Ever wondered what role cooperatives play in nurturing good governance practices—namely, responsible management of public affairs and resources?
Cooperatives boast of ability to attract membership from across the social and economic spectrum, level the playground for self-determination and create communities where a member is accorded a chance to their livelihood.
Where for-profit organisations avoid, cooperatives enter to offer economic opportunities and services. Thus, for the poor and people in remote locations, they present viable pathway out of poverty.
The success of cooperatives is encapsulated in good governance principles, key among them member participation, representation and fair and transparent elections. This is espoused by Cooperative Principle #2: Democratic Member Control. It stipulates that cooperatives are democratic organisations controlled by members who actively participate in setting policies and making decisions.
Representatives are elected from among them and are accountable to the membership. At the primary level, members vote on the basis of one member, one vote; this exercise may be delegated but the basic principle still holds. The voting criteria differs from other types of business, where members’ votes are prorated—your votes are proportionate to your shares. In this sense, co-operatives nurture democratic values in society.
Through democratic member control, cooperatives offer broad grassroots involvement, local control and ownership, and the potential to nurture the capacities of individuals and groups to direct their economic development. The involvement of elected members in day-to-day decision-making distinguishes them from other business enterprises. Members have a dual relationship with their cooperative: They are both beneficiaries and also democratically control it.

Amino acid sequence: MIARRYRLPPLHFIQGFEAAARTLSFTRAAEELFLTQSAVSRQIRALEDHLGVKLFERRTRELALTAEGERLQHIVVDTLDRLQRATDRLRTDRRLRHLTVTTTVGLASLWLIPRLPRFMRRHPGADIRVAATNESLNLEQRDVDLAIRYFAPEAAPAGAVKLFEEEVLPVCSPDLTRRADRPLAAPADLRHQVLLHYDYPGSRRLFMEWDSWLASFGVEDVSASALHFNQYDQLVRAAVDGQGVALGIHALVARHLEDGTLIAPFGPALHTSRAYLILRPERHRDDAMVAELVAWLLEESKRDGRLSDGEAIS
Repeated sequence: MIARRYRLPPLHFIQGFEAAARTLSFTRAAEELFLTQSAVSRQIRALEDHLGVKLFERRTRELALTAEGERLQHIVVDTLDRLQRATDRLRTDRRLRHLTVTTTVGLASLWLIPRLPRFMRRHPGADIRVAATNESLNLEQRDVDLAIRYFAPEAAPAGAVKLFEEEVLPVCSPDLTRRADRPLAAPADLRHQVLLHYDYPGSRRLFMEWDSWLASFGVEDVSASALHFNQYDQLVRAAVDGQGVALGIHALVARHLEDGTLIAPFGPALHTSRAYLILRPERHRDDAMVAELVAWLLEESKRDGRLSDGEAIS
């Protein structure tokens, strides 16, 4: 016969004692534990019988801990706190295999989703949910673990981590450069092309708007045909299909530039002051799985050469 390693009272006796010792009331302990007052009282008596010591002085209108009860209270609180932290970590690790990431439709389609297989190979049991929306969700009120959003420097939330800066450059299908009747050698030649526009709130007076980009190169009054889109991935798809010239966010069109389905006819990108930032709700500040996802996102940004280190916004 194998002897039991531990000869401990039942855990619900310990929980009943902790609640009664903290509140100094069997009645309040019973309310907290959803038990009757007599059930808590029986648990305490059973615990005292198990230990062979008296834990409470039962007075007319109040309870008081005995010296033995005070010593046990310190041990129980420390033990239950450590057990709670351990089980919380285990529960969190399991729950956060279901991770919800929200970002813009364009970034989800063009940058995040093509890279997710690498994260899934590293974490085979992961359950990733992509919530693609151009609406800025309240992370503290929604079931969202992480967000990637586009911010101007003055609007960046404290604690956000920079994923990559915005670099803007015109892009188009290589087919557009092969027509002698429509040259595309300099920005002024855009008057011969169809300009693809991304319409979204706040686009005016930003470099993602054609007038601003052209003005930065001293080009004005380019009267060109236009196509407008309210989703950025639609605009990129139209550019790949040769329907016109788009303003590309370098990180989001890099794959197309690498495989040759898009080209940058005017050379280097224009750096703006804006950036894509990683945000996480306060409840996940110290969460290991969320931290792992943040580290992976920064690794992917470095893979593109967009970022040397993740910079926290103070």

Rights of members
This principle is captured in the Cooperative Societies Act (Cap 490). Article 21 defines rights of members: (a) attend and participate in decisions taken at general meetings and vote; (b) be elected to organs of the society, subject to its by-laws; (c) enjoy all facilities and services of the society subject to the by-laws; (d) access to all legitimate information relating to the society, including internal regulations, registers, minutes of general meetings, supervisory committee reports, annual accounts and inventories, investigation reports at the society’s head office.
A recent policy paper—” Cooperatives Building a More Prosperous Democratic and Inclusive World”—from US-Overseas Cooperative Development Council (OCDC) summarises this well. First, cooperatives offer people in some places their first opportunity to practise democracy and take charge of their destiny. This is key to empowerment.
Secondly, members have equal voting rights, regardless of the capital they put into an enterprise; hence, no single owner can dominate decision-making. Members vote to elect a board to represent their interests and put in place management structures for oversight and accountability in the cooperative.
Thirdly, local cooperative democratic lessons percolate into the broader society. Members learn to vote in local and state elections, work democratically for change and advocate modernisation of laws for their cooperatives, thus a stronger civil society and stabler foundation for inclusive economic growth.
Lastly, cooperatives are catalysts for community organisation and cohesion. With their focus on member needs and concern for communities (Cooperative Principle #7), they foster social development. This includes meeting urgent community education needs for literacy and numeracy training and supporting reconstruction of social trust and understanding in post-conflict communities.
Cooperatives are the crucible where members engage in economic development and experience democratic governance. This may extend to advocacy for cooperative law review at the national level for performance.
Prof Nyamongo is a deputy vice-chancellor at The Cooperative University of Kenya. [email protected] @Prof_IKNyamongo